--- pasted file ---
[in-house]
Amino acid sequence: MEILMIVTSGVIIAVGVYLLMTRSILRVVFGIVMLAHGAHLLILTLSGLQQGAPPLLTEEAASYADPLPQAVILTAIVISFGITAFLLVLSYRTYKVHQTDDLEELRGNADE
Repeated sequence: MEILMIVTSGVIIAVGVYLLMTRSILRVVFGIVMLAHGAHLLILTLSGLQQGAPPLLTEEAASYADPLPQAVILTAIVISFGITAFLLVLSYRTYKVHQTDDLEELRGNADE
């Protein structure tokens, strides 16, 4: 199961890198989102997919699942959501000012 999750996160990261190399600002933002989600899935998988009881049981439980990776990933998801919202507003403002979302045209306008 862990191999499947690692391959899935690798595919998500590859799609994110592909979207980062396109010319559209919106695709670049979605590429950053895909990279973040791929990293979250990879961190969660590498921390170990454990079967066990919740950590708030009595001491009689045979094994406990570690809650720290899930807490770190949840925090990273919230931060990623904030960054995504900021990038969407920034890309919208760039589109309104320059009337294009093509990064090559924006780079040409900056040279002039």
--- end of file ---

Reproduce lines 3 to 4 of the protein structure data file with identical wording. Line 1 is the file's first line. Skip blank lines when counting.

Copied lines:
Repeated sequence: MEILMIVTSGVIIAVGVYLLMTRSILRVVFGIVMLAHGAHLLILTLSGLQQGAPPLLTEEAASYADPLPQAVILTAIVISFGITAFLLVLSYRTYKVHQTDDLEELRGNADE
């Protein structure tokens, strides 16, 4: 199961890198989102997919699942959501000012 999750996160990261190399600002933002989600899935998988009881049981439980990776990933998801919202507003403002979302045209306008 862990191999499947690692391959899935690798595919998500590859799609994110592909979207980062396109010319559209919106695709670049979605590429950053895909990279973040791929990293979250990879961190969660590498921390170990454990079967066990919740950590708030009595001491009689045979094994406990570690809650720290899930807490770190949840925090990273919230931060990623904030960054995504900021990038969407920034890309919208760039589109309104320059009337294009093509990064090559924006780079040409900056040279002039």